And as many of the things I'm learning, I'm always surprised how quickly living a certain lifestyle can make so much sense. Why waste all that land on houses when you can offer green space to the entire community?

Comments

Popular posts from this blog

I'm baaaack!

Hard to believe that last entry was almost three years ago!

Many moons ago, I set this blog up to chronicle our journeys. Once we were grounded a bit more, it kind of lost its way. I spent some time working on my writing offline, taking on different projects and working full time as a technical writer. It was difficult to keep this blog up. Not for any real reason I can articulate. Just had my words redirected to other avenues for awhile.
But, I'm pleased to say, after over a decade away, we are back in the UK, living and re-experiencing a place we enjoyed in the mid-2000s.
Social media has certainly changed the way we look at blogs. I'm excited to navigate this new world, explore just what people post, what people read. What's better on one of the many new platforms and what's still appropriate for good old fashioned blogosphere.
For now, here's a peek at where we're staying -- in a pretty little village just outside of Oxford. A temporary home for now but suc…

Focus

My regular journaling has significantly improved my mood.

I've been taking some time, twice a week, to polish existing content as well as develop my floating ideas into a more concrete outline.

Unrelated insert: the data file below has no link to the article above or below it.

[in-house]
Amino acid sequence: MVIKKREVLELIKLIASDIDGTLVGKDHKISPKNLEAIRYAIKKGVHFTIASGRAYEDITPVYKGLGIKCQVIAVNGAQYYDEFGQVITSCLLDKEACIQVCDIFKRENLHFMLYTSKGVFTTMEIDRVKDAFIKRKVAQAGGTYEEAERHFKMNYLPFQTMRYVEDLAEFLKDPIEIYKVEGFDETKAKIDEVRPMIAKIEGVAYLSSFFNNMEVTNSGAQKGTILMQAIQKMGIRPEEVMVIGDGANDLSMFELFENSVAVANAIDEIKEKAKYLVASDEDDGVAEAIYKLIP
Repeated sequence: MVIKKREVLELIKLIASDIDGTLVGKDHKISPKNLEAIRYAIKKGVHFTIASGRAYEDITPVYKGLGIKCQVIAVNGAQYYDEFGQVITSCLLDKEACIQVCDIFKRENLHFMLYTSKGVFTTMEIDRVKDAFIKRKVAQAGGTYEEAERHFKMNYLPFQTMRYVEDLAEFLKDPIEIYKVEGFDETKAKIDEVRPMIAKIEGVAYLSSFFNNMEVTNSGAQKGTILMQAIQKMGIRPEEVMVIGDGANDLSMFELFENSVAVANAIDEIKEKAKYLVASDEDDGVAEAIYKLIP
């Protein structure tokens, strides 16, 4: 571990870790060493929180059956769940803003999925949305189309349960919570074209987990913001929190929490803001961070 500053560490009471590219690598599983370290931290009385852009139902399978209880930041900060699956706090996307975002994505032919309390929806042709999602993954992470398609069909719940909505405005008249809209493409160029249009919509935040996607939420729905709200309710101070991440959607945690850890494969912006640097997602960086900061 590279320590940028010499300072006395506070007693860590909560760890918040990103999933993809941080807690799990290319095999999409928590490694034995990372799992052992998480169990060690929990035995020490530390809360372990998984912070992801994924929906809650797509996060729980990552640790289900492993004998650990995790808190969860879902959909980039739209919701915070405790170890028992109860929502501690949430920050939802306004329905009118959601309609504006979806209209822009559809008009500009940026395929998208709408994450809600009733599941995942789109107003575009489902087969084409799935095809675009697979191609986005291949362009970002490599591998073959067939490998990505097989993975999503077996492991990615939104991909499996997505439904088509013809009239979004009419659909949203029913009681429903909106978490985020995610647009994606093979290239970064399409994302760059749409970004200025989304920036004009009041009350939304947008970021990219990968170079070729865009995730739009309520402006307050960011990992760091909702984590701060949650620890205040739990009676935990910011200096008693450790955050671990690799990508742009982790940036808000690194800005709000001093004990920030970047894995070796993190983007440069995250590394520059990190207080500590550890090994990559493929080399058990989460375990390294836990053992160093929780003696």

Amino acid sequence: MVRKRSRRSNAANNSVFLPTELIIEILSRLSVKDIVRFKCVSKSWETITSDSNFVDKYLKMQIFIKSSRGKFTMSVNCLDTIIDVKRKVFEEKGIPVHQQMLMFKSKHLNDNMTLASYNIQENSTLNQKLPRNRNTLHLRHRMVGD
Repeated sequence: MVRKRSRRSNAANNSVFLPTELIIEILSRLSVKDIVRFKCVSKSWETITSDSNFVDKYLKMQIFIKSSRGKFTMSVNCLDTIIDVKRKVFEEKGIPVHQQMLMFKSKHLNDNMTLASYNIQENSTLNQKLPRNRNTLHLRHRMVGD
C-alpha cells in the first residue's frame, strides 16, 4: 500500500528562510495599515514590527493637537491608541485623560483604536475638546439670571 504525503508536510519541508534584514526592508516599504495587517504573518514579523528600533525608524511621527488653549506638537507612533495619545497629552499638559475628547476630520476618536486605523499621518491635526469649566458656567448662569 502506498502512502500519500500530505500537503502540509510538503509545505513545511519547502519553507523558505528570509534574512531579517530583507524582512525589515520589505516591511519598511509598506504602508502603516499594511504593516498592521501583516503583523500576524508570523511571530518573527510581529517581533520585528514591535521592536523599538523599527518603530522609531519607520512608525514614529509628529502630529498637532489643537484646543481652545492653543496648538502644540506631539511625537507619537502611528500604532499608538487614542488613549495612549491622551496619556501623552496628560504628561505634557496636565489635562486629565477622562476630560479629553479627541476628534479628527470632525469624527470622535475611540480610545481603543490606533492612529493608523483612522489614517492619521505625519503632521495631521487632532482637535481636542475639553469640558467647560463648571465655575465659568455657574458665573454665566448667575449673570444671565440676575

I've felt this focus for the last 6 weeks that I can't really describe properly. It's as though I've shifted my thinking totally. Writing is my craft. It's what I do, who I am, how I exist. It's like my mojo.

So, I guess, I've gotten my mojo back. My focus, my purpose, my essence.

And it feels good. It feels right. And I am almost understanding more now why the best writing of the best writers happens when they are older, more polished, more experienced, more rough around the edges.

When all the youthful spark has been extinguished and what's left, is the determined embers, that will not go softly, that will not die out. That will continue, fervently glowing, creating warmth and not just drawing attention from its flicker, but pulling people in by it's so…

In Remembrance

"In Flanders fields the poppies blow
      Between the crosses, row on row,."

When I was eight years old, I carried the Canadian flag in the Remembrance Day parade for our Brownie unit. I can't really remember when I realized the importance of November 11 but I can only imagine that somewhere between learning about that day at school and taking part in a very solemn ceremony that it must have been ingrained in my head to always mark this day.

   "That mark our place; and in the sky
   The larks, still bravely singing, fly"

I remember growing up, the assemblies at school, always with a older veterans, in those days many from both World Wars, would attend. When I got to high school, I remember not being able to fathom how these decorated men and women, had once been my age, had once stood up and fought, and had made these decisions during the same years I would try to decide which route to take from English to Science just to maybe catch a glimpse of my current cru…